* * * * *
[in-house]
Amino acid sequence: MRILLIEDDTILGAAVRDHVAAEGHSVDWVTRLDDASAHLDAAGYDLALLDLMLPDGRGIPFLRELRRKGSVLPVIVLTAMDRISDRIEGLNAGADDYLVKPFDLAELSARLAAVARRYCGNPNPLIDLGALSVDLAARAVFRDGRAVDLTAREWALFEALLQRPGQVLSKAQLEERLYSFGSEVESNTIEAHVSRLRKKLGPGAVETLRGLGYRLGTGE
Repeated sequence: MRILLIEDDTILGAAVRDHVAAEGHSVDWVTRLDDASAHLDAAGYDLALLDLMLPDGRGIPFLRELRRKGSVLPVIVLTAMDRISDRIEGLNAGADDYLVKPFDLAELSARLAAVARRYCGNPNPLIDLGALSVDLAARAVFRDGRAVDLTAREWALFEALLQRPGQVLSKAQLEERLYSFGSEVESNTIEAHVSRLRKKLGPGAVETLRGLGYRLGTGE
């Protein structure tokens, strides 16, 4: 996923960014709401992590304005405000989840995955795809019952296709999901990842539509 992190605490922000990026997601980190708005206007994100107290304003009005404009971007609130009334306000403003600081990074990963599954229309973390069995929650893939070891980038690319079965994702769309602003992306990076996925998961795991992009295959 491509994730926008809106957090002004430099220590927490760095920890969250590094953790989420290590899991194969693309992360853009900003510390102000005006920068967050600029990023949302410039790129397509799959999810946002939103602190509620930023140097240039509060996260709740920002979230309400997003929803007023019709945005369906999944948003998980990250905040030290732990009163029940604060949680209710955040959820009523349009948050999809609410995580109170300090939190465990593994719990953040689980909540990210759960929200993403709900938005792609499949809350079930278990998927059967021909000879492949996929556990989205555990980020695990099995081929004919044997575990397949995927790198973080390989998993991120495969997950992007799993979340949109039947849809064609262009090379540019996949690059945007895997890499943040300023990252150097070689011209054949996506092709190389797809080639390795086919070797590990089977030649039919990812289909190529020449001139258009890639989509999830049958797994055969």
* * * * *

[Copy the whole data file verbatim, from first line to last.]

[in-house]
Amino acid sequence: MRILLIEDDTILGAAVRDHVAAEGHSVDWVTRLDDASAHLDAAGYDLALLDLMLPDGRGIPFLRELRRKGSVLPVIVLTAMDRISDRIEGLNAGADDYLVKPFDLAELSARLAAVARRYCGNPNPLIDLGALSVDLAARAVFRDGRAVDLTAREWALFEALLQRPGQVLSKAQLEERLYSFGSEVESNTIEAHVSRLRKKLGPGAVETLRGLGYRLGTGE
Repeated sequence: MRILLIEDDTILGAAVRDHVAAEGHSVDWVTRLDDASAHLDAAGYDLALLDLMLPDGRGIPFLRELRRKGSVLPVIVLTAMDRISDRIEGLNAGADDYLVKPFDLAELSARLAAVARRYCGNPNPLIDLGALSVDLAARAVFRDGRAVDLTAREWALFEALLQRPGQVLSKAQLEERLYSFGSEVESNTIEAHVSRLRKKLGPGAVETLRGLGYRLGTGE
């Protein structure tokens, strides 16, 4: 996923960014709401992590304005405000989840995955795809019952296709999901990842539509 992190605490922000990026997601980190708005206007994100107290304003009005404009971007609130009334306000403003600081990074990963599954229309973390069995929650893939070891980038690319079965994702769309602003992306990076996925998961795991992009295959 491509994730926008809106957090002004430099220590927490760095920890969250590094953790989420290590899991194969693309992360853009900003510390102000005006920068967050600029990023949302410039790129397509799959999810946002939103602190509620930023140097240039509060996260709740920002979230309400997003929803007023019709945005369906999944948003998980990250905040030290732990009163029940604060949680209710955040959820009523349009948050999809609410995580109170300090939190465990593994719990953040689980909540990210759960929200993403709900938005792609499949809350079930278990998927059967021909000879492949996929556990989205555990980020695990099995081929004919044997575990397949995927790198973080390989998993991120495969997950992007799993979340949109039947849809064609262009090379540019996949690059945007895997890499943040300023990252150097070689011209054949996506092709190389797809080639390795086919070797590990089977030649039919990812289909190529020449001139258009890639989509999830049958797994055969």